• Change is cheaper in code than it is during design. (Or at least equally expensive).
  • Design cannot be judged or validated until it’s built and usable in the real world.
  • Designers may create technically impossible or expensive solutions if their work isn’t frequently integrated and tested.
  • Too much design up front (and any documentation) is wasted effort, as requirements will change or new solutions will emerge before that design is even implemented.

Emergent design strengths

  • Design evolves over time and can take advantage of new learnings.
  • Design is a collaborative effort and not a solo, reclusive process. As Manuel Dahm said: “This requires the designer to move from the lonely ivory tower of creative genius into the shared apartment of the team mind.”
  • Design and development happen in parallel, which facilitates tremendous cross-team collaboration and rapid problem-solving. Fires can be put out at the first sign of smoke.
  • Little is left to assumption or intuition. Design is only implemented if it’s proven by data to succeed. Uncertainty about design effectiveness is removed.

Emergent design weaknesses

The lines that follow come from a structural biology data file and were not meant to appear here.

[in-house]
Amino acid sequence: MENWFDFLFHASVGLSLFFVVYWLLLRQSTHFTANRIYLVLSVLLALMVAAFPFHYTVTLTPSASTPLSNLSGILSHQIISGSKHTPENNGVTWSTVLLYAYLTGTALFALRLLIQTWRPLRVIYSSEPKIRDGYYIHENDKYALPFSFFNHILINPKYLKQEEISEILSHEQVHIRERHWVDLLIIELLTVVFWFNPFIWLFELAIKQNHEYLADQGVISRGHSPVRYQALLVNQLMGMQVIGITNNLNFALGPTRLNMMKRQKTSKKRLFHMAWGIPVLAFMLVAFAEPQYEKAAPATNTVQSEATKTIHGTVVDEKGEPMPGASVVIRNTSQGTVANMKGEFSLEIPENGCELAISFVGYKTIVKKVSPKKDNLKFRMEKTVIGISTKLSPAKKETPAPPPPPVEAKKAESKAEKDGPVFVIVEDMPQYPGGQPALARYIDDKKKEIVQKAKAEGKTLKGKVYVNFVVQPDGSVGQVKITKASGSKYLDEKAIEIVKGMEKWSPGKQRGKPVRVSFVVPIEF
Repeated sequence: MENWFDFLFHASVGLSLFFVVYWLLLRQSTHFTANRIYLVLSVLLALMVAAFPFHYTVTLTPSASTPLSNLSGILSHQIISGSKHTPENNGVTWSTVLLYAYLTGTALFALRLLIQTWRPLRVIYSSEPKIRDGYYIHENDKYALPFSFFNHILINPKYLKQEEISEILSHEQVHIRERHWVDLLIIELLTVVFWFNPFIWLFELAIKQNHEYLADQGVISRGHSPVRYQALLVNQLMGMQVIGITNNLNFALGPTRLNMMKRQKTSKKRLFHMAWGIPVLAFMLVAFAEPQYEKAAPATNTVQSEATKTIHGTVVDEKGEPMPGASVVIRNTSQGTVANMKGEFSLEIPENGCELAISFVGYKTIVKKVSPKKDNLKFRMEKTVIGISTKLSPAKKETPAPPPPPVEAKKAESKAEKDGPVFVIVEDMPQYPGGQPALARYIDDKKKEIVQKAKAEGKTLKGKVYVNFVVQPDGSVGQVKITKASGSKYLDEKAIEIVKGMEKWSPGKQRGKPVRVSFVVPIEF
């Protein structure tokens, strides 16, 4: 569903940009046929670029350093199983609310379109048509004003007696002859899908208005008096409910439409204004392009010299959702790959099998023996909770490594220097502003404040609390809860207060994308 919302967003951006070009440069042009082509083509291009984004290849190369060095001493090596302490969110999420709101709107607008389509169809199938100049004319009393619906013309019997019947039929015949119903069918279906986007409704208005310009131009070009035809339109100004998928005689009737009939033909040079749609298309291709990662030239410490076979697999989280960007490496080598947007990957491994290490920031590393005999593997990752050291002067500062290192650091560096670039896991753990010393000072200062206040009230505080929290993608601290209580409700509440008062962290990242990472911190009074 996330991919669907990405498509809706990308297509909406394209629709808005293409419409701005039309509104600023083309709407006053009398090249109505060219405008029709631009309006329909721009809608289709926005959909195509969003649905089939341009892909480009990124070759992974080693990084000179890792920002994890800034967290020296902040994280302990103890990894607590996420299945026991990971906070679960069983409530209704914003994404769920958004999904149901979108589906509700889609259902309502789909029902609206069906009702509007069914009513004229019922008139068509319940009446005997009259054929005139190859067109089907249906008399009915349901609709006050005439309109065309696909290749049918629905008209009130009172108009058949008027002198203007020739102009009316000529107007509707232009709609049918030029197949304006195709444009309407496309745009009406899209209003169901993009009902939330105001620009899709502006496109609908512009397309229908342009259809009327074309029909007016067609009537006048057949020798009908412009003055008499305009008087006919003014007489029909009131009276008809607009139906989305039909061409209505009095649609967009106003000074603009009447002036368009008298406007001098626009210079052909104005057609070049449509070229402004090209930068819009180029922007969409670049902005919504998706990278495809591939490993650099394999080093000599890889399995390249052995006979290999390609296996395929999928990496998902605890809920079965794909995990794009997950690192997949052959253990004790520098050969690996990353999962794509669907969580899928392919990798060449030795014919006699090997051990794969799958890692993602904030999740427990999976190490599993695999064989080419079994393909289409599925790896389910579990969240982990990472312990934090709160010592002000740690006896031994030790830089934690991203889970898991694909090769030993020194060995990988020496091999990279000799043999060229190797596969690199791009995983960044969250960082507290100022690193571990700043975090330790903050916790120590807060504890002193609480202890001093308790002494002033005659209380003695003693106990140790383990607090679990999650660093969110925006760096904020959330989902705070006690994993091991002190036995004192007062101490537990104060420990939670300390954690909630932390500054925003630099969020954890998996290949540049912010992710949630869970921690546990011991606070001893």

• Agile can be too output-focused, and encourages the feature factory.
  • Ironically, the context of sprints allows for more frequent integration on the macro level, but provides fewer opportunities for deep, holistic design thinking. Too much narrow focus and not enough wide vision means less chance for integration on the level of design systems. This can lead to a mediocre, inconsistent design which lacks polish and wholeness.
  • Design is difficult to cost because it’s a moving target dictated by stakeholder feedback and sprint cycles. Full scope of design may not emerge until halfway (or further) through a project.
  • The sprint and repeat cycle often concludes when “good enough” design emerges. Then it ships without much opportunity to elevate design past mediocrity. Designers lose their priorities of quality control when decision are dictated by data alone.

Just Enough Design Up Front

“Big design up front is dumb, but doing no design up front is even dumber.”

– Dave Thomas

JEDUF to the rescue

  • Early design work can be rough, but should always be as good as it can be, given the available information at the time. Yes, much more design work will have to emerge later, but we don’t want to redo any design if we can get it right the first time.
  • Up-front design should be considered the most fundamental aspects of a project or product, so it informs the priorities to build and test during early sprints. In other terms, identify the highest risks, and then design for them first. This lays the foundation for a design system, stress-tested early and often by developed pieces of highest value. Some call this necessary up-front design the “primitive whole”.

Beyond JEDUF

There’s still plenty of room for BDUF

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Benek Lisefski

I’m a UX/UI designer from Auckland, New Zealand. Writing about freelancing & business for indie designers & creatives at